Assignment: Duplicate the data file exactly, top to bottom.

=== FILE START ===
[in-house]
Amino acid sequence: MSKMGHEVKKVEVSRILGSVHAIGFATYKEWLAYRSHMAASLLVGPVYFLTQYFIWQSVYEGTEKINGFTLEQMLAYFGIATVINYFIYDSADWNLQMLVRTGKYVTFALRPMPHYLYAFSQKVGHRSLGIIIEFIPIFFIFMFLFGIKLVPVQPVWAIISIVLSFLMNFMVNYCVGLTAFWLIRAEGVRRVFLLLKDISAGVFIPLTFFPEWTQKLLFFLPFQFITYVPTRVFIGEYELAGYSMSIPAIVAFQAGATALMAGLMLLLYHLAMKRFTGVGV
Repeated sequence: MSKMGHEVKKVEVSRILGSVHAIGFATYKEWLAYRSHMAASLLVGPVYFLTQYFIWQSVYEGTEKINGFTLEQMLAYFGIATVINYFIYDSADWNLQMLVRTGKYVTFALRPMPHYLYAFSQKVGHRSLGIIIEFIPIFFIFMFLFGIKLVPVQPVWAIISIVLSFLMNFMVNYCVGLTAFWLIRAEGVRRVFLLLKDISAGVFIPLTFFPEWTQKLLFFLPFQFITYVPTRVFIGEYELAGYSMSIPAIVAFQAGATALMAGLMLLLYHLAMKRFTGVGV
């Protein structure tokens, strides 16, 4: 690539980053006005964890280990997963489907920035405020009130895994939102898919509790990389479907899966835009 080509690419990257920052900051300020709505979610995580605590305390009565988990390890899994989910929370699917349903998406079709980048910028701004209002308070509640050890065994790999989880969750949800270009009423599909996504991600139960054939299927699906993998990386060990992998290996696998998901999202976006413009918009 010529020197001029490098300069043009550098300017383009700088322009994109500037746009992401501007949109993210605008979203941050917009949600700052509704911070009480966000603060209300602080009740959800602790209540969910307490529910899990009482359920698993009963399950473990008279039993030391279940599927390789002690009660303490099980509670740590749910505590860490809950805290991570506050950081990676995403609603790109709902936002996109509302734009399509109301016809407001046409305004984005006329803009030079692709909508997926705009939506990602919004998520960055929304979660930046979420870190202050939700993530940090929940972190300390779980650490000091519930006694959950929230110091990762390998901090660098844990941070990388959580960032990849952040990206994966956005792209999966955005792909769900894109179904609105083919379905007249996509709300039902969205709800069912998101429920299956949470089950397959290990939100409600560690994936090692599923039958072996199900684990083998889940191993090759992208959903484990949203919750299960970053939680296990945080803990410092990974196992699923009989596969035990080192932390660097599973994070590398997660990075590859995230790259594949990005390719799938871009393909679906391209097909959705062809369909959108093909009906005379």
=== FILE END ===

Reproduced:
[in-house]
Amino acid sequence: MSKMGHEVKKVEVSRILGSVHAIGFATYKEWLAYRSHMAASLLVGPVYFLTQYFIWQSVYEGTEKINGFTLEQMLAYFGIATVINYFIYDSADWNLQMLVRTGKYVTFALRPMPHYLYAFSQKVGHRSLGIIIEFIPIFFIFMFLFGIKLVPVQPVWAIISIVLSFLMNFMVNYCVGLTAFWLIRAEGVRRVFLLLKDISAGVFIPLTFFPEWTQKLLFFLPFQFITYVPTRVFIGEYELAGYSMSIPAIVAFQAGATALMAGLMLLLYHLAMKRFTGVGV
Repeated sequence: MSKMGHEVKKVEVSRILGSVHAIGFATYKEWLAYRSHMAASLLVGPVYFLTQYFIWQSVYEGTEKINGFTLEQMLAYFGIATVINYFIYDSADWNLQMLVRTGKYVTFALRPMPHYLYAFSQKVGHRSLGIIIEFIPIFFIFMFLFGIKLVPVQPVWAIISIVLSFLMNFMVNYCVGLTAFWLIRAEGVRRVFLLLKDISAGVFIPLTFFPEWTQKLLFFLPFQFITYVPTRVFIGEYELAGYSMSIPAIVAFQAGATALMAGLMLLLYHLAMKRFTGVGV
């Protein structure tokens, strides 16, 4: 690539980053006005964890280990997963489907920035405020009130895994939102898919509790990389479907899966835009 080509690419990257920052900051300020709505979610995580605590305390009565988990390890899994989910929370699917349903998406079709980048910028701004209002308070509640050890065994790999989880969750949800270009009423599909996504991600139960054939299927699906993998990386060990992998290996696998998901999202976006413009918009 010529020197001029490098300069043009550098300017383009700088322009994109500037746009992401501007949109993210605008979203941050917009949600700052509704911070009480966000603060209300602080009740959800602790209540969910307490529910899990009482359920698993009963399950473990008279039993030391279940599927390789002690009660303490099980509670740590749910505590860490809950805290991570506050950081990676995403609603790109709902936002996109509302734009399509109301016809407001046409305004984005006329803009030079692709909508997926705009939506990602919004998520960055929304979660930046979420870190202050939700993530940090929940972190300390779980650490000091519930006694959950929230110091990762390998901090660098844990941070990388959580960032990849952040990206994966956005792209999966955005792909769900894109179904609105083919379905007249996509709300039902969205709800069912998101429920299956949470089950397959290990939100409600560690994936090692599923039958072996199900684990083998889940191993090759992208959903484990949203919750299960970053939680296990945080803990410092990974196992699923009989596969035990080192932390660097599973994070590398997660990075590859995230790259594949990005390719799938871009393909679906391209097909959705062809369909959108093909009906005379």